From Apple’s 52 week low made 11 months ago, the stock has gained nearly 60%, or more than $250 billion in market capitalization. To put that in gain in context, there are only 8 other companies in the world that have a market value greater than $250 billion. So without any NEW products and despite single digit earnings and sales growth in the last year AAPL has gained the value of a GE or WFC. While we have been far from bulls on Apple’s strategy of late, we have been fairly neutral on the stock and much preferring own it to lets say the S&P 500, from March 31st:
On the investment front, many large institutional investors view the company’s products secondary to financial engineering capabilities in their investment thesis (for now), but this will likely change when we get word from the company in the next few weeks as to what their dividend increase and any new buyback authority will be. I remain in the camp that I would rather own AAPL’s balance sheet, dividend yield and installed base at a massive discount to the broad market then owning the S&P 500 at current levels.
I’ve been on the sidelines for AAPL’s 15% move since the end of Q1 and I remain steadfast that 2014 is going to be a very important year for the company. The decisions they make now may determine their mobile relevance for years to come. While the stock’s recent gains were fueled by poor sentiment, positioning, better than expected iPhone sales and a heavy dose of financial engineering, the company is about ready to embark on a 6 month period focused solely on products and services starting with the company’s World Wide Developers Forum where they have a history of introducing new software and to a lesser degree new hardware. The buzz this year is some sort of platform for the connected home, not likely to move the needle anytime soon, but likely the sort of thing to get developers geeked up about all of the new apps they can create to assist an iOS handheld device run most daily activities (think Jetsons). While this is interesting, they are a step or two behind GOOGLE in this area, following their $3.2 billion acquisition earlier this year of Nest. Obviously this is the first inning of a game that is likely to go into extra innings and would be silly to count anyone out just yet, but I do find it interesting that Apple is merely going to skip the living room, long thought to be the first battlefield in the connected home and start from the top and work down.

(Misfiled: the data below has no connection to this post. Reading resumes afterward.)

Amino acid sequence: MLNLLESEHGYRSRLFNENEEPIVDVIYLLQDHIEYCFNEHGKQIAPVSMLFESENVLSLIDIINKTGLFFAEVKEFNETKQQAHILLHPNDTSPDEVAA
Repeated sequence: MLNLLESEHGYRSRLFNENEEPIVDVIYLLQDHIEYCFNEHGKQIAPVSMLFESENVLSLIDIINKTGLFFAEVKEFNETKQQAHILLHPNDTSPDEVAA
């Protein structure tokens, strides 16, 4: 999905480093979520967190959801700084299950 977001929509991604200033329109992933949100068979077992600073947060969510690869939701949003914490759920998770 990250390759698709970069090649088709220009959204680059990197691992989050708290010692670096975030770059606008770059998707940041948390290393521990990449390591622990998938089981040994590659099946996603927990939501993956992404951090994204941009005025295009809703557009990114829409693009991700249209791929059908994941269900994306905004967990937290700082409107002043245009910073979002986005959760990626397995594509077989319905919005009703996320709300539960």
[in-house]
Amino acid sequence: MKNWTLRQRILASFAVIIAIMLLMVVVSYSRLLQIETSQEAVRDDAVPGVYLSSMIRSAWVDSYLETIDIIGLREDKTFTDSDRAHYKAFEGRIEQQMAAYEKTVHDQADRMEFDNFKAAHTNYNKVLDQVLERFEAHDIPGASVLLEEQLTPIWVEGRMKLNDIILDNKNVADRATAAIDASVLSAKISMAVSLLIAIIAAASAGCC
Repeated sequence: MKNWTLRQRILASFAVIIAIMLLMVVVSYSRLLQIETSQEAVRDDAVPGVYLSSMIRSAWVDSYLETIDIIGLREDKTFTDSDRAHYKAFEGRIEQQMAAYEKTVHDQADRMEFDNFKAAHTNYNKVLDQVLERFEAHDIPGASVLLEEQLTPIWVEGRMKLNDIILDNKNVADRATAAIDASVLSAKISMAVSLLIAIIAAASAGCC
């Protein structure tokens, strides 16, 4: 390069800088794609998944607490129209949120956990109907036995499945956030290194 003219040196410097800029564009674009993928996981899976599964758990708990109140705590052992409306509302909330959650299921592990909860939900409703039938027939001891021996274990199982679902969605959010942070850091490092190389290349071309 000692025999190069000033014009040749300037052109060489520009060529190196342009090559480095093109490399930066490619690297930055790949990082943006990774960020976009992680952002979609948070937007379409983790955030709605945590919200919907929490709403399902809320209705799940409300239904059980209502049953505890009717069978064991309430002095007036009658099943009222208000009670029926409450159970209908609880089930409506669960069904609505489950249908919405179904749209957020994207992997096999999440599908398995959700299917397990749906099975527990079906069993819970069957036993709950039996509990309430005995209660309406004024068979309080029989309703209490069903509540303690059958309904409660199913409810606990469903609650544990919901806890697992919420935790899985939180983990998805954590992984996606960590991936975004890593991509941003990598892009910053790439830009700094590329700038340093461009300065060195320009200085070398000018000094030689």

One last point, this weekend Walt Mossberg of Re/Code, in a post titled “Here’s Why I Think Apple Might Be Buying Beats, and Some Other Things I Think They Should Do” made a fairly amazing comment. It turns out I’m not the only one talking about this:
they need to go cross platform on certain things. In my opinion, they have an interesting decision — not unlike some Microsoft decisions that have had to be made — about whether something like FaceTime or something like iMessage wouldn’t be even a bigger deal if they worked on everybody’s platform. Those are all cloud things that they have to kind of figure out, get into order, and we’ll just have to see what they wind up doing.
On March 31st I had a similar thought about what Apple’s next act may be, aside from hardware (Through the Wormhole?), and to me it seemed that the company was unlikely to make a transformative acquisition to reignite growth (given their commitment to massive buybacks and dividends) and likely look from within:
Media speculation that AAPL would license their iTunes Radio to non-iOS platforms, could be one of their most important product introductions since the opening of the App Store. Why? Well, AAPL currently has over 600 million active iTunes accounts (that means people who have input their credit card data to Apple and have made a purchase) and less than half of those people have an iOS device. This means that consumers have demand for their services but have yet to been wooed by their mobile hardware. Which brings me back to retention – once AAPL gets a new iOS customer, more than three quarters of them stick with AAPL.
If AAPL were to license iTunes Radio and Apps for iTunes music management, iMessage, Facetime and iPhoto (with an Instagram twist), the company would be breaking with their long standing policy of not licensing their operating system and most software for non Apple hardware (read my discussion here of how AAPL could take on Facebook’s move into Messaging with their WhatsApp acquisition: MorningWord 2/21/14: WhatsApple Gonna Do?).
If Apple were to go cross platform on iMessage, for instance, investors might look at some of their assets quite differently and start placing higher multiples on some of the faster growing side businesses. Investors and competitors have placed healthy valuations on similar apps. WhatsApp was “worth” $19 billion. What’s iMessage, Facetime, iTunes etc worth to the world outside iOS?